All leaders of abusive groups use manipulative tactics. They seek to use their words, their behaviour, and their actions to gain power and control over their devotees.
Many people become passionately devoted to their guru. They give their money, their time and their skills for no other exchange than to be part of that which they have come to wholeheartedly believe in.
Abusive pathological leaders do not care about their devotees. They may pretend to care at times, but their care is no more than a façade to gain the needed compliance of their victims. They need their victims to comply so that they can fulfil the hidden agendas that permeate, out of view, within the fabric of cult life. They do this through abusive tactics and techniques, under the guise of the outwardly promoted goals of the cult. Many cults, outwardly, can have seemingly altruistic goals.
A base agenda for most if not all cults is…money. Cult leaders are driven by the stuff. If you don’t part with your cash, participate in ‘building’ the cult for free by offering time and skills, or generally help raise funds for the group you will be out on your ear.
Another base agenda is sex. Many gurus take full advantage of their power by having sex with cult members.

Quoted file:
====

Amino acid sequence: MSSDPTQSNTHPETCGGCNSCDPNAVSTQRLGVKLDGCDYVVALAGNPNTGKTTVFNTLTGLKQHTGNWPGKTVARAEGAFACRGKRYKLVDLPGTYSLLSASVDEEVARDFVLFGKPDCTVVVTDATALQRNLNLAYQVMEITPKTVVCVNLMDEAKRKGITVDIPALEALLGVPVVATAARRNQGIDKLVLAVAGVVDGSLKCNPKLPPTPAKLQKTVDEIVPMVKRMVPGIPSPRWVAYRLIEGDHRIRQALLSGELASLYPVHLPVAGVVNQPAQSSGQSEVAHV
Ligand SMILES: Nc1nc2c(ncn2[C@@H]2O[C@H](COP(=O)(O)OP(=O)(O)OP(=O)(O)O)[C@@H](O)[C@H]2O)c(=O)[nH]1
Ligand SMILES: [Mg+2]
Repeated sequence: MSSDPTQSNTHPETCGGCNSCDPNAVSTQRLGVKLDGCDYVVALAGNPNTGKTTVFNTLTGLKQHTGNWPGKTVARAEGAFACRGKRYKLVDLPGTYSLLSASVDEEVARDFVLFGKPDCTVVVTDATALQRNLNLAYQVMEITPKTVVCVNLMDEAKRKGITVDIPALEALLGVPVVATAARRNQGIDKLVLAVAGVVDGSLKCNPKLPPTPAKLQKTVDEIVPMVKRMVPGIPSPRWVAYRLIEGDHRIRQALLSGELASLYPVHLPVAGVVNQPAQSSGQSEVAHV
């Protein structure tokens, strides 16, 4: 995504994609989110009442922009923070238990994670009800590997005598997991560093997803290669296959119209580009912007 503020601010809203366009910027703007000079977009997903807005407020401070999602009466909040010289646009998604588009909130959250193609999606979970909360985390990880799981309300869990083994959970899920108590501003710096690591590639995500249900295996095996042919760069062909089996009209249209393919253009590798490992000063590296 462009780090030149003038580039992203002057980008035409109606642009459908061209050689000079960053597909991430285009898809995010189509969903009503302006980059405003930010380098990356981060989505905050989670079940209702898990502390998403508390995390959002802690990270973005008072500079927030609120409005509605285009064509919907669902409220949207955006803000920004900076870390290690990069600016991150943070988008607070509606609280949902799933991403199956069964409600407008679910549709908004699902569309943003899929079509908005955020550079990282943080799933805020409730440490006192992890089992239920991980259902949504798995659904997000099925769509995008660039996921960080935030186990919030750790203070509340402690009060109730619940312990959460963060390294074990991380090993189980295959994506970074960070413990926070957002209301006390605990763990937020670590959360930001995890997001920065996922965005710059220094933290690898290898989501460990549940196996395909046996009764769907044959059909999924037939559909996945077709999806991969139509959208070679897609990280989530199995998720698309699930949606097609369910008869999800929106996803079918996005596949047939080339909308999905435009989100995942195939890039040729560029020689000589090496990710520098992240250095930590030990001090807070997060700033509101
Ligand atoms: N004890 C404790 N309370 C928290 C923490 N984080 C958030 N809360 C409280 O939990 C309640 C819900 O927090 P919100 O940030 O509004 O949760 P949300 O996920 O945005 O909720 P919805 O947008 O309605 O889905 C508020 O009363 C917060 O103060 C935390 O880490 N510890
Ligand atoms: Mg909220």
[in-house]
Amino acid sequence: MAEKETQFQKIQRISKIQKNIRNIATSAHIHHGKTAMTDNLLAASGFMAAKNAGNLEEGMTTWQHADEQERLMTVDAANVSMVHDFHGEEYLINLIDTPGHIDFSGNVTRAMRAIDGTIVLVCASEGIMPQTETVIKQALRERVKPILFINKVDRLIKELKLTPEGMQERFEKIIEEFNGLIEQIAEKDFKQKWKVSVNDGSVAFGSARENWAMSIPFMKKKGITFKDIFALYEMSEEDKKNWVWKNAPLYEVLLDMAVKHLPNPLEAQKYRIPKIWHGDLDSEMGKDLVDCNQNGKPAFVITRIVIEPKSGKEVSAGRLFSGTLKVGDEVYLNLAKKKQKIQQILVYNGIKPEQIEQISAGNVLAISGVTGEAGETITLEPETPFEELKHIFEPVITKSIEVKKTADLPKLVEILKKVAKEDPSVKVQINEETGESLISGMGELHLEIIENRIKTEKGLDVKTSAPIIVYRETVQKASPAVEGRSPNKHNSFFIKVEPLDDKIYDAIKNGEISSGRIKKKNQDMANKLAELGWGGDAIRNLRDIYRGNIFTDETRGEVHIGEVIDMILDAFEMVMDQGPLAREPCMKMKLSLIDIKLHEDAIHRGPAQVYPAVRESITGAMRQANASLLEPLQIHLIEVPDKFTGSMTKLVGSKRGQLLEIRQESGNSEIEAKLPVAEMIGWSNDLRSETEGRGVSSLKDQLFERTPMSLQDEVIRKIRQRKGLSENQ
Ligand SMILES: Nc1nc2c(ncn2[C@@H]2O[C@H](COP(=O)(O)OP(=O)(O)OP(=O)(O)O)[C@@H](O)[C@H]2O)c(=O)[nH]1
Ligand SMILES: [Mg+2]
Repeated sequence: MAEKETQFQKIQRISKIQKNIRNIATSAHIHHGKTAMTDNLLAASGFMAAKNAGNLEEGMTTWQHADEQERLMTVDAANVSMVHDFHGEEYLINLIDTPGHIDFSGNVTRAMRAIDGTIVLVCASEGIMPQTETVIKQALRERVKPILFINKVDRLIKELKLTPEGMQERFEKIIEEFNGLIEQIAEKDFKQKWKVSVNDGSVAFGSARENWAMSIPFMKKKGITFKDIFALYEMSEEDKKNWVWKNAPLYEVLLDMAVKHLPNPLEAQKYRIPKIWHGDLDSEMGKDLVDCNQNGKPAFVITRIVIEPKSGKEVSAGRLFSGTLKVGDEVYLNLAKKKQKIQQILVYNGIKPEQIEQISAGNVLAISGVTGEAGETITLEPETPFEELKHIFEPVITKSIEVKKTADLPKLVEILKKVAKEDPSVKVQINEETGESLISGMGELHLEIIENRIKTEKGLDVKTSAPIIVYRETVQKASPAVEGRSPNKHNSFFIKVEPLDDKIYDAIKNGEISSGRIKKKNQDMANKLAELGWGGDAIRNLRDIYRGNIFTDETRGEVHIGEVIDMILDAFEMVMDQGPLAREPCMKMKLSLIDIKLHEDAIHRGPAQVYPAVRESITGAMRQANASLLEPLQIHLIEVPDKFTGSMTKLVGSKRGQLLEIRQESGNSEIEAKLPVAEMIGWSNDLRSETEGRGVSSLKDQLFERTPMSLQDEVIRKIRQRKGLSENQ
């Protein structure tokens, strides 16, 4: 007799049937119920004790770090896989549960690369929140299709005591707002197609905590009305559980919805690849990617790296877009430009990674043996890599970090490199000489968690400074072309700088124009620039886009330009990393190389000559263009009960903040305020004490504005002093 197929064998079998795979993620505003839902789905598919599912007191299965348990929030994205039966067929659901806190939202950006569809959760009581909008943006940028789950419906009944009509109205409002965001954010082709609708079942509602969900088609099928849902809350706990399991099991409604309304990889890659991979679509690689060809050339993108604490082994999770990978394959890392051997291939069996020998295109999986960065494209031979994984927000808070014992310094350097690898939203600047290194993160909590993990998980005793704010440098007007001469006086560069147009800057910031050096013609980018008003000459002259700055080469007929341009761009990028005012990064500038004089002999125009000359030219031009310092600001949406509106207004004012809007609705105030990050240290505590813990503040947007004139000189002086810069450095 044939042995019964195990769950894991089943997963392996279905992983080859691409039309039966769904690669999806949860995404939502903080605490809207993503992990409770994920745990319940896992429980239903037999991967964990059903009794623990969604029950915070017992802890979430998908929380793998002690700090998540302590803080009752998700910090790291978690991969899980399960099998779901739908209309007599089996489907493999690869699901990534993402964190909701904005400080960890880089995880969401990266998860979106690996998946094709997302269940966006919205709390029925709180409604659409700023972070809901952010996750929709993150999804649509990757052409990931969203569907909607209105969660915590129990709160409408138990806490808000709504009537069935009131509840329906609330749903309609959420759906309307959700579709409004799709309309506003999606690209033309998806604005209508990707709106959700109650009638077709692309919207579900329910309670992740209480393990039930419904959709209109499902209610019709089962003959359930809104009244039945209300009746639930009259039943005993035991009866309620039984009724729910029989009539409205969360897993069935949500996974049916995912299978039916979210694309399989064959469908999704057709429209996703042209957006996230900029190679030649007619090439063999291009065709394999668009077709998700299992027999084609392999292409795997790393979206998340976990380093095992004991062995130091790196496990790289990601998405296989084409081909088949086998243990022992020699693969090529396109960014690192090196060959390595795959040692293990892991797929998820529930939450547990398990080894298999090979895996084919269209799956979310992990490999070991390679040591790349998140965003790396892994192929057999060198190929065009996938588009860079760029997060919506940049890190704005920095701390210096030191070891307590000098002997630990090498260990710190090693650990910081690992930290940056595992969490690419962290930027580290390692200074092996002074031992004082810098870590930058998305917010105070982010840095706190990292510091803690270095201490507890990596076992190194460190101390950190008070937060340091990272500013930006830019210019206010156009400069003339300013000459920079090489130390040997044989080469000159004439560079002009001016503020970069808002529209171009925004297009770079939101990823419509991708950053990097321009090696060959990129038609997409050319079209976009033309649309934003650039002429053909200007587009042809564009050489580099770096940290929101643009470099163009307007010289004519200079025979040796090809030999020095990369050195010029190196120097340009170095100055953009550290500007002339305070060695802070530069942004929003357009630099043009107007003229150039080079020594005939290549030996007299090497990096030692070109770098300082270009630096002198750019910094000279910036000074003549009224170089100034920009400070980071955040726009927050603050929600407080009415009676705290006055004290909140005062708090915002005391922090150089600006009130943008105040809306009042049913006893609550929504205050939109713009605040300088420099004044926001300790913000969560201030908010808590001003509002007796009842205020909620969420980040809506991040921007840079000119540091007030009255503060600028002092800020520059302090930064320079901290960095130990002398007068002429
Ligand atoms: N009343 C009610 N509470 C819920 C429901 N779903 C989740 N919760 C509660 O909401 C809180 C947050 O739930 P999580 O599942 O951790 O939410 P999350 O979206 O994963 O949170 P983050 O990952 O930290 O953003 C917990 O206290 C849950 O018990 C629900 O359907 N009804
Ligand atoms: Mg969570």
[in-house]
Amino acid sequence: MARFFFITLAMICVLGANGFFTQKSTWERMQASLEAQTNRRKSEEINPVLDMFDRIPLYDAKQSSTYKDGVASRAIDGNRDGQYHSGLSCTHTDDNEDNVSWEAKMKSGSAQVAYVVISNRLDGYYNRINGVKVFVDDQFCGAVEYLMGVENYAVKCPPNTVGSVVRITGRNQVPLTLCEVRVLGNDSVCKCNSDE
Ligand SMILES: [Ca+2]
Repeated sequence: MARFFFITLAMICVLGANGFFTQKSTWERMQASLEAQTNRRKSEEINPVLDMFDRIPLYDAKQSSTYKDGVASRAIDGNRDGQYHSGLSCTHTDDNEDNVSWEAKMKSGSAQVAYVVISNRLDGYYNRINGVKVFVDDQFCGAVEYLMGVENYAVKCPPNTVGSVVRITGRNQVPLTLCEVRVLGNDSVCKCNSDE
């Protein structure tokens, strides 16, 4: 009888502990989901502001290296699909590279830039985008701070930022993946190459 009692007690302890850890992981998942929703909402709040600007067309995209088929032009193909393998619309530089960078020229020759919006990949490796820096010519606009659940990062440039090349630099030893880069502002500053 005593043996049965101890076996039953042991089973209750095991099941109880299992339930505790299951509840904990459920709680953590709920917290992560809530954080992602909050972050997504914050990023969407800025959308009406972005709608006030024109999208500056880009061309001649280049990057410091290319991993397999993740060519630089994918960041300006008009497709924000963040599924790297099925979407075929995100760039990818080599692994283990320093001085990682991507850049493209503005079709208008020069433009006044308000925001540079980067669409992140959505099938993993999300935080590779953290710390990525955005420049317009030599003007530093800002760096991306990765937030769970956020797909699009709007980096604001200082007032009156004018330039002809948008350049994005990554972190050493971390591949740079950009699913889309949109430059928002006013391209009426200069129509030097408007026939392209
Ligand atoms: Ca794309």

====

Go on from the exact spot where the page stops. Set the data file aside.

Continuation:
Having dominance over their devotees is absolutely essential for the guru’s psychological survival. Tactics can alternate between being actively hostile – name-calling, belittling, exposing ‘flaws’ and public humiliation; to passive controlling techniques like ‘cold-shoulder’ and shunning.
Cult leaders arouse the emotions of fear and guilt in their devotees. This fear and guilt, for many, is a strong driving force to do the ‘right’ thing. Natural human responses are hijacked by the leader and twisted for their own benefit.
Cult gurus are manipulative and cunning. They want what they want and have an insatiable appetite. For many people getting trapped in their guru’s web of deceit can last for many years. My most recent research would indicate that the average cult member stays in a cult for over ten years.
Part of recovery is seeing reality. Seeing the reality of the guru’s manipulations, lies and methods of control. It can be a painful process, but a process worth enduring to reach a place of internal freedom that comes from seeing the truth, clearly, as it is.
All cult gurus are master manipulators.